Our Country's Fiery Ordeal

A blog about the American Civil War, written and maintained by historian Daniel J. Vermilya, author of The Battle of Kennesaw Mountain (History Press, 2014) and James Garfield and the Civil War (History Press, 2015)

Dedicated to my great-great-great grandfather, Private Ellwood Rodebaugh, Company D, 106th Pennsylvania Volunteer Infantry, killed at the Battle of Antietam, September 17, 1862.

"And may an Overuling Providence continue to cause good to come out of evil, justice to be done to all men where injustice has long prevailed, and finally, peace, quiet, and harmony to come out of this terrible confrontation and our country's fiery ordeal." -- Albert Champlin, 105th Ohio, Diary entry of June 19, 1864 (Western Reserve Historical Society)

Wednesday, December 5, 2012

Antietam's Memorial Illumination: The Cost of Freedom

This past weekend, I was back in Maryland for the 24th Annual Antietam National Battlefield Memorial Illumination. Every year, on the first Saturday in December, 23,110 candles are set out on the battlefield to represent each casualty who fell at Antietam on September 17, 1862. This event has grown over the years, and the turnout this year was among the highest ever by some counts. The Illumination gives us an opportunity to remind ourselves that 23,110 is not simply a number in a history book, but the number of men who experienced the pain, suffering, and misery of Antietam in a way that we will never understand. While we can never understand what they went through, perhaps by remembering them as real individuals we can at the very least appreciate what they did for this nation 150 years ago.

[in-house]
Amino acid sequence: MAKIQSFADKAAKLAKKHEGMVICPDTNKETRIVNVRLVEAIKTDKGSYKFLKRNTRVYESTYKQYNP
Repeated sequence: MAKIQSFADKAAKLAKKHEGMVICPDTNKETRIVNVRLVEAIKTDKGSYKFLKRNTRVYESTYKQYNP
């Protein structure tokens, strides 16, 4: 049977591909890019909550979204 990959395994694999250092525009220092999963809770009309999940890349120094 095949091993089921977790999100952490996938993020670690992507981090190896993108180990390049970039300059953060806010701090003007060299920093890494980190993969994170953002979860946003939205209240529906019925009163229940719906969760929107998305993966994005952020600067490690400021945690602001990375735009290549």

Whether Union or Confederate, whether defending the nation or seeking to split it, each man who fought at Antietam had a life, a family, passions, hopes, and dreams. That is what we seek to remember every year on the first Saturday in December.

We must also remember that this is not a "Civil War" event. This is an American event. On Saturday, the day of the Illumination, I was working the front desk at the Visitor Center, speaking with a gentleman and his wife. The gentleman had an ancestor who died at South Mountain, fighting in the 45th Pennsylvania. Thankfully, we were able to locate his ancestor's grave in the Antietam National Cemetery. We then started to discuss the Illumination, how best to see it, and what it meant. When I began describing the casualties for the gentleman, he began to tear up. He told me that he was a veteran of Vietnam, and seeing the candles reminded him of his friends who were lost in that conflict several decades ago. He then thanked me, shook my hand, and left. For this brave American Veteran, the Illumination was as much about those lost in combat in the 20th century as it was for those lost 150 years ago. This incident brought the candles to life for me in a new way this year, and reminded me once again that, no matter what year it is, American soldiers will always be willing to lay down their lives so that this nation might live.

In Memoriam
Pvt. Ellwood Rodebaugh, Company D, 106th Pennsylvania Volunteer Infantry
Killed in Action, September 17, 1862

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